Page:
The makers of Jack Daniel’s whiskey have launched legal action against one of France’s most celebrated châteaux, Chambord, in a bid to stop it using its own name on wine it plans to produce.
The Kentucky-based Brown-Forman Corporation is challenging the right of the 16th century Loire Valley château to call its wine ‘Chambord’ on the grounds that the US firm has produced a liqueur of the same name for more than a decade.
The château only set up a vineyard three years ago as part of efforts to become self-funding. It is to produce its first ‘Clos de Chambord’ and ‘IGP Chambord’ wines this autumn.
Jean d’Haussonville, director of the château built by King Francis I, is outraged at the American company’s action.
“It is unimaginable that a liqueur could prevent us from using the brand of our national heritage for our own products,” said Mr d’Haussonville.
Chambord Liqueur, made from raspberries, is modelled on a beverage produced in the Loire Valley in the 17th century.
The ‘royal liqueur’ is now made at Cour-Cheverny, near Chambord, where Brown-Forman employs about 20 people.
“Their website implies that it is made at Chambord, which is false,” Mr d’Haussonville said.
Brown-Forman says it acquired ownership of the Chambord product brand “many years ago”. Mr d’Haussonville argues that the American firm should not be allowed exclusive rights to a name that carries historical significance in France.
“The fight for Chambord is a fight for our entire nation,” he said.
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“Across the world, companies are able to take a name that plays a significant role in French heritage, and exploit it.”
Chambord, the largest and best-known of the Loire châteaux, attracts tourists from across the world with its distinctive French Renaissance architecture.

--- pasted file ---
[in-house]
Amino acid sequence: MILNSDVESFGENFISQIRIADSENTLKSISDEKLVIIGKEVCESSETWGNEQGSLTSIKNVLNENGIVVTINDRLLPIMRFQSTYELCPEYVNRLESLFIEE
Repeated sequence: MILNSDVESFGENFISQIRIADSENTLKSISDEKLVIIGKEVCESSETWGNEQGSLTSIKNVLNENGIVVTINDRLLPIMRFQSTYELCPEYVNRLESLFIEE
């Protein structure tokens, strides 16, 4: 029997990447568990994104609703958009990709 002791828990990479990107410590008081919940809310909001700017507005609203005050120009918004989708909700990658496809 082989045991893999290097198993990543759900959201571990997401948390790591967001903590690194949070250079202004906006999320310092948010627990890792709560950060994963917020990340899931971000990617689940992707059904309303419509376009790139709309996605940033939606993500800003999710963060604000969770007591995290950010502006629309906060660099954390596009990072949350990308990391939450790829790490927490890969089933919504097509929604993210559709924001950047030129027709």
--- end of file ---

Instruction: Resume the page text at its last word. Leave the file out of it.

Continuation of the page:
In December, President Emmanuel Macron celebrated his 40th birthday at a lodge 200 yards from the château, which he visited with his guests.
The case is to be heard by the high court of Paris, but the château and the corporation are now negotiating in the hope of reaching an out-of-court settlement.
Chambord is said to be hoping to obtain financial compensation from Brown-Forman for the use of its name.
However, last month the château lost a legal battle with the makers of Kronenbourg beer, which it alleged had used photographs of Chambord in a 2010 advertising campaign without its permission.
A court in Nantes, western France, rejected the château’s demand for Kronenbourg to pay it more than £220,000, but Mr d’Haussonville argues that the law has changed since 2010, with the addition of the ‘Chambord amendment’ to a French law on heritage in 2016, strengthening the brand protection of historic sites.
He said: “Why should we not get royalties on the use of our name, given that these products benefit from our image and that image is maintained by the French taxpayer?”